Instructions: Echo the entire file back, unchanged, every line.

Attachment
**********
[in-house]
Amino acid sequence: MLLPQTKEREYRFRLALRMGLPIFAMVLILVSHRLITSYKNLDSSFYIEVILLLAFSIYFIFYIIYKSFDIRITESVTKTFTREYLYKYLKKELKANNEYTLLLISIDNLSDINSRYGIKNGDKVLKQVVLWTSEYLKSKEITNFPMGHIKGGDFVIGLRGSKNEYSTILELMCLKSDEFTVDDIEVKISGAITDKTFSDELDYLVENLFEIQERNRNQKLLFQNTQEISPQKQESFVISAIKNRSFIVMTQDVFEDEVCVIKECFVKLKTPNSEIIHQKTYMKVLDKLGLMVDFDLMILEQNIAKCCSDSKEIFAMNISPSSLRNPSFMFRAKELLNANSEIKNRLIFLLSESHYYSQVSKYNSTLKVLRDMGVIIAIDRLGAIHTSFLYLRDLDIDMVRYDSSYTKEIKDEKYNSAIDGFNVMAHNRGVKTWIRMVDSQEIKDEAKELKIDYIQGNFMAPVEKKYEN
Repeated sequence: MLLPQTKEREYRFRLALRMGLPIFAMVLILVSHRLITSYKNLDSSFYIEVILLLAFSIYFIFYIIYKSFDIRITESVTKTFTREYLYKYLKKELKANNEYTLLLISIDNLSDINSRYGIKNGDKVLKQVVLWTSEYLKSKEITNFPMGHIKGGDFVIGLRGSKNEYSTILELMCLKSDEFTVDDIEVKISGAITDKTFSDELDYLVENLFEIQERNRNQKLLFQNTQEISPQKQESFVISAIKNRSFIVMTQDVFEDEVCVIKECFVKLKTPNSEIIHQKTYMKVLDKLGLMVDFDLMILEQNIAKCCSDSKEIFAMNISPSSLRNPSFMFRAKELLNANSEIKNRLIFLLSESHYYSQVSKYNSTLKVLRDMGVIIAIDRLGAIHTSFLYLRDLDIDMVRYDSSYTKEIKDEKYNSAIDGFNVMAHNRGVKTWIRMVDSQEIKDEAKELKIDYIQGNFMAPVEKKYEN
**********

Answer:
[in-house]
Amino acid sequence: MLLPQTKEREYRFRLALRMGLPIFAMVLILVSHRLITSYKNLDSSFYIEVILLLAFSIYFIFYIIYKSFDIRITESVTKTFTREYLYKYLKKELKANNEYTLLLISIDNLSDINSRYGIKNGDKVLKQVVLWTSEYLKSKEITNFPMGHIKGGDFVIGLRGSKNEYSTILELMCLKSDEFTVDDIEVKISGAITDKTFSDELDYLVENLFEIQERNRNQKLLFQNTQEISPQKQESFVISAIKNRSFIVMTQDVFEDEVCVIKECFVKLKTPNSEIIHQKTYMKVLDKLGLMVDFDLMILEQNIAKCCSDSKEIFAMNISPSSLRNPSFMFRAKELLNANSEIKNRLIFLLSESHYYSQVSKYNSTLKVLRDMGVIIAIDRLGAIHTSFLYLRDLDIDMVRYDSSYTKEIKDEKYNSAIDGFNVMAHNRGVKTWIRMVDSQEIKDEAKELKIDYIQGNFMAPVEKKYEN
Repeated sequence: MLLPQTKEREYRFRLALRMGLPIFAMVLILVSHRLITSYKNLDSSFYIEVILLLAFSIYFIFYIIYKSFDIRITESVTKTFTREYLYKYLKKELKANNEYTLLLISIDNLSDINSRYGIKNGDKVLKQVVLWTSEYLKSKEITNFPMGHIKGGDFVIGLRGSKNEYSTILELMCLKSDEFTVDDIEVKISGAITDKTFSDELDYLVENLFEIQERNRNQKLLFQNTQEISPQKQESFVISAIKNRSFIVMTQDVFEDEVCVIKECFVKLKTPNSEIIHQKTYMKVLDKLGLMVDFDLMILEQNIAKCCSDSKEIFAMNISPSSLRNPSFMFRAKELLNANSEIKNRLIFLLSESHYYSQVSKYNSTLKVLRDMGVIIAIDRLGAIHTSFLYLRDLDIDMVRYDSSYTKEIKDEKYNSAIDGFNVMAHNRGVKTWIRMVDSQEIKDEAKELKIDYIQGNFMAPVEKKYEN